The data also predicted that the full-year 2020 traffic will plummet by 54 per cent (more than 80 million passenger journeys) compared to 2019. Previous estimate was a fall of 51 per cent.
The continent's gross domestic product (GDP) supported by aviation in the region could fall by up to US$35 billion. IATA previously estimated a US$28 billion decline.
The Africa Regional Vice-President for Africa and the Middle East, Mr Muhammad Albakri, in a statement, indicated that COVID-19 has devastated African economies and brought air connectivity across the continent to a virtual standstill.
"COVID-19 has devastated African economies and brought air connectivity across the continent to a virtual standstill. And the situation is getting worse. The economic consequences resulting from a disconnected continent are severe.
Millions of jobs and livelihoods are at risk in family-run enterprises and large corporations along the entire travel and tourism value chain. For Africa’s economic recovery and future prosperity, it is essential to expedite the safe restart of the industry,” he said.
Mr Albakri said to minimise the impact of the pandemic on jobs and the broader African economy, an accelerated recovery of air transport across the continent was vital.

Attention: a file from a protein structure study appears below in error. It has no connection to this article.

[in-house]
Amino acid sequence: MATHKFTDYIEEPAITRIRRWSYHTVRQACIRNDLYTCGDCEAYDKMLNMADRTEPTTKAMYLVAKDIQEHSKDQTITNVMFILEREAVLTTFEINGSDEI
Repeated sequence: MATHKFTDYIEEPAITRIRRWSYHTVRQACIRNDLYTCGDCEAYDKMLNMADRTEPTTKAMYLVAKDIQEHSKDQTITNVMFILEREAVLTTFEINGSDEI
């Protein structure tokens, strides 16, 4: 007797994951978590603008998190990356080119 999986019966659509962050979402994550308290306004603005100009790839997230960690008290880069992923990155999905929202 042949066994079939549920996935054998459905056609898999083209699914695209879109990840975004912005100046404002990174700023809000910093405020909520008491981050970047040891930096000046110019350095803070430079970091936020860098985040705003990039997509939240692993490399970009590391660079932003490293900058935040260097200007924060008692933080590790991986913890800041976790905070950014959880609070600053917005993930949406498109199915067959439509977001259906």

That, the Vice-President, said could be achieved through government action in two priority areas: harmonising the restart of air transport in Africa and stepping up efforts to support the industry.
"The harmonised adoption of the International Civil Aviation Organisation (ICAO) Council’s Aviation Recovery Task Force (CART) Take-off guidance – the global biosafety framework for the safe restart of aviation - is critical for the safe resumption of air transport.
"To avoid conflicting measures, disruptions and inefficiencies, all countries, including those in Africa, must apply these recommendations consistently and uniformly, without imposing unnecessary border constraints such as quarantines, which deter passengers and suppress the demand for air travel," he added.
Mr Albakri observed that continued financial and regulatory support, particularly financial relief--that does not increase industry debt levels--through direct cash injections, credit or loans and deferrals or discounts on user charges are essential to support airlines over the restart and recovery period.
"We are grateful to the few African governments that have provided relief to aviation so far - Rwanda, Senegal, Côte d'Ivoire, Burkina Faso and recently Cabo Verde.
"Their actions have helped save thousands of jobs and will enable some airlines to restart and support the wider economies they serve. But the situation is worsening.
"Continued relief measures are essential to minimise job losses and ensure that connectivity can be restored. We urge African governments and the development institutions who have committed funding to provide it urgently in a structure that does not weaken already stressed airline balance sheets, before it is too late,” he added.